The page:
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An Unnecessary Woman

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AnUnnecessaryWoman

An Unnecessary Woman

Rabih Alameddine

I added this to my list of things to read back when the longest for the National Book Award was announced, months ago.  This is a thing I do.  I read the lists of books nominated for awards, and make a note of the things that are of interest to me, and then, eventually, I get around to actually reading them.  No rush.  I’m not a professional book critic, after all, just a reader, and there’s no particular reason that I have to get that brand new book read while other people are still talking about it.

This time, I was in no hurry at all to get to it.  It waited for me, there on the things to read list, but whenever I looked at it, I chose something else instead.  It just looked so serious, with its solemn silhouette and its glowing reviews.  So literary.  I love a serious book, but they also take a level of focus and attention and participation that I don’t always want to give.  Sometimes, after a long day of trying to convince tweens that it’s worth their time to learn to read, I’d rather read something light and funny, because I just don’t have that much more to give.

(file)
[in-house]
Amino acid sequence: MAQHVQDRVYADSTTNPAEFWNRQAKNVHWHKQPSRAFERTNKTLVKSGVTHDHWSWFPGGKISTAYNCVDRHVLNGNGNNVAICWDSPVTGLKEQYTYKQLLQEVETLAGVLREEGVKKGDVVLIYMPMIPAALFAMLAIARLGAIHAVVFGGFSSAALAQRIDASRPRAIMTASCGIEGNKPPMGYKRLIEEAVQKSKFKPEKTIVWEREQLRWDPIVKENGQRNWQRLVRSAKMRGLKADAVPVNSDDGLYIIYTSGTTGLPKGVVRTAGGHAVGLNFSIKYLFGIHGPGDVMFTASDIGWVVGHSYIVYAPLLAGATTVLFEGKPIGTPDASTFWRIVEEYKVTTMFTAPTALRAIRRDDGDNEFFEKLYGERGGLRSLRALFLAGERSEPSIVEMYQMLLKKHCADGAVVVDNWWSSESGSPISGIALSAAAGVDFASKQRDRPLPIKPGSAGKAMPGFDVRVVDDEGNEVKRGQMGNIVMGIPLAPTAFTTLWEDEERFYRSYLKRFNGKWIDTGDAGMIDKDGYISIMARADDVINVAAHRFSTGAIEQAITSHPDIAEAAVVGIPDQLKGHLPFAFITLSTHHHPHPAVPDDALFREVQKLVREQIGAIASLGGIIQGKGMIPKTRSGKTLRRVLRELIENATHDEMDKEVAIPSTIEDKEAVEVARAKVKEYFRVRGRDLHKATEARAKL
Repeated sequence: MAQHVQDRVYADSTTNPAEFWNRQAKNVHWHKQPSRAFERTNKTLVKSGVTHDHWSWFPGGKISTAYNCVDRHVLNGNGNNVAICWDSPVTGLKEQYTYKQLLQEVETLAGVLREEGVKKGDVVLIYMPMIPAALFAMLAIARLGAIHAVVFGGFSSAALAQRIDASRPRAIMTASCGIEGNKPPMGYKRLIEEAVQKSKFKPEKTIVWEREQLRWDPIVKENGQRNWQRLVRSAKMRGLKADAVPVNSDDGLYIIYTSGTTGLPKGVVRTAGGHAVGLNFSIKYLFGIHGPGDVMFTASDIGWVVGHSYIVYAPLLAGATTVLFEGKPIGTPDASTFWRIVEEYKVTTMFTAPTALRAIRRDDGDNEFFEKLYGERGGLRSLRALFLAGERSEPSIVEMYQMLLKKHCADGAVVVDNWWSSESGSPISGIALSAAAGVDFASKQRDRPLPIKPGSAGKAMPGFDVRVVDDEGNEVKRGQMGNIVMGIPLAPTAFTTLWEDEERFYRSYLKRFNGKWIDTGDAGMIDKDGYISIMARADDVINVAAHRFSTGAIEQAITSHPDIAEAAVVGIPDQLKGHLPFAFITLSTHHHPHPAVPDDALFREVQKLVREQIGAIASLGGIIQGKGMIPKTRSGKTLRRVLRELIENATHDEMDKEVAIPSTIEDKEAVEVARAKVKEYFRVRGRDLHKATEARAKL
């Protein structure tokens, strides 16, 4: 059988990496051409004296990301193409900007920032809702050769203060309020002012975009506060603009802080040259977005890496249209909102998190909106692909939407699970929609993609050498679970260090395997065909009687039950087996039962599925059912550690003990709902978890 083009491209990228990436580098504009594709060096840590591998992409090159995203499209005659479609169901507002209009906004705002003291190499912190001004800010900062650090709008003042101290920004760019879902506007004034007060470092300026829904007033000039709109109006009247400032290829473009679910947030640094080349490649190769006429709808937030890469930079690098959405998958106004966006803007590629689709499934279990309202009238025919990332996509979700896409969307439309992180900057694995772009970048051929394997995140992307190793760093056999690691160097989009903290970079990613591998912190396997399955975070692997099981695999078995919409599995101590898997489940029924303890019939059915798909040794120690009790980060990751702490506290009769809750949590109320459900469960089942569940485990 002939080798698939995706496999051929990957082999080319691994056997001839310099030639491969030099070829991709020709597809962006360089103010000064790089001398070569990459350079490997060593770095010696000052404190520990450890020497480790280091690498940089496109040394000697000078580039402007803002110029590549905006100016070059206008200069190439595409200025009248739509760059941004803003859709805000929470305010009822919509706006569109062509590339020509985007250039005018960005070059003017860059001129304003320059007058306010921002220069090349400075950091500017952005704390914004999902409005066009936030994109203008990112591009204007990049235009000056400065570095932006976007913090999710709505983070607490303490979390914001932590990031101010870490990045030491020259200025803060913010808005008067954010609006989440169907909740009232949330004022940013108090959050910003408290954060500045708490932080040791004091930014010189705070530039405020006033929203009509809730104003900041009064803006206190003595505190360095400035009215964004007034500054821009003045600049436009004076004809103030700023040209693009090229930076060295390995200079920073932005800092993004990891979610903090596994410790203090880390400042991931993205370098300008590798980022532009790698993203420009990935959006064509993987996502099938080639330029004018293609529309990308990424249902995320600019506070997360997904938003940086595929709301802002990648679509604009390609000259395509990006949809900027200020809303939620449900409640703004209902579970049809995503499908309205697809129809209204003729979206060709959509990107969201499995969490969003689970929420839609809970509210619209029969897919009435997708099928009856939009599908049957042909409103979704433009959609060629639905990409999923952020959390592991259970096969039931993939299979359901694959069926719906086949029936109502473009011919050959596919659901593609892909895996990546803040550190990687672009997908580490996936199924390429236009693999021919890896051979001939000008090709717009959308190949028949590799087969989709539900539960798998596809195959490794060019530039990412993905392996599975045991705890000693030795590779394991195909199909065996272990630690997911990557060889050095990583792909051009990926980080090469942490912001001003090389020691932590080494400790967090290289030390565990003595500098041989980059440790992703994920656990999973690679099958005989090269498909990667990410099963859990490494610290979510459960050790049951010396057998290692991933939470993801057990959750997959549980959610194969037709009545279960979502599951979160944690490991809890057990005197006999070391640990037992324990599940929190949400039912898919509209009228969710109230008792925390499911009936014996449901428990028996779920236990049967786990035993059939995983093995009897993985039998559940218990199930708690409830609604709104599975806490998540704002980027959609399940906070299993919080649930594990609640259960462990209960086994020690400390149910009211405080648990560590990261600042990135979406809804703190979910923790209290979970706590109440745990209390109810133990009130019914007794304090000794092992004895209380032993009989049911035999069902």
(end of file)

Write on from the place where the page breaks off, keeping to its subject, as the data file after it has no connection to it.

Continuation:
But now it’s Christmas vacation, so with two weeks away from work, I checked this out from the public library, and… I was wrong to put it off so long.  Because it’s charming.  Just charming.  Delightful, even.

Don’t get me wrong, it’s serious, this story of Aaliya, who lives in the wreckage of war-devastated Beirut, estranged from everyone and connected to the world only by the thin threads of her collection of French and English books, her never-read translations, and the voices of the downstairs neighbors.  But it has so many funny bits that it wasn’t the forbidding task that the cover and the reviews made me expect.

I suspect I’m not the only book lover who will relate strongly to Aaliya, who is almost perfectly isolated from everything but literature and usually prefers it that way.  I connected so strongly to her that I tended to forget that this was a story about a person from a very different culture, in a very different place.  After all, once you are locked safely into your home, at your comfy chair with a good book, what does it matter whether the view out the window is of Ohio or Lebanon?

I think I’ll come back to this, in a year or so, for a re-read.  There are layers here, and I never get layers on the first read.

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Written by Contented Reader

December 31, 2014 at 4:50 pm

Posted in Uncategorized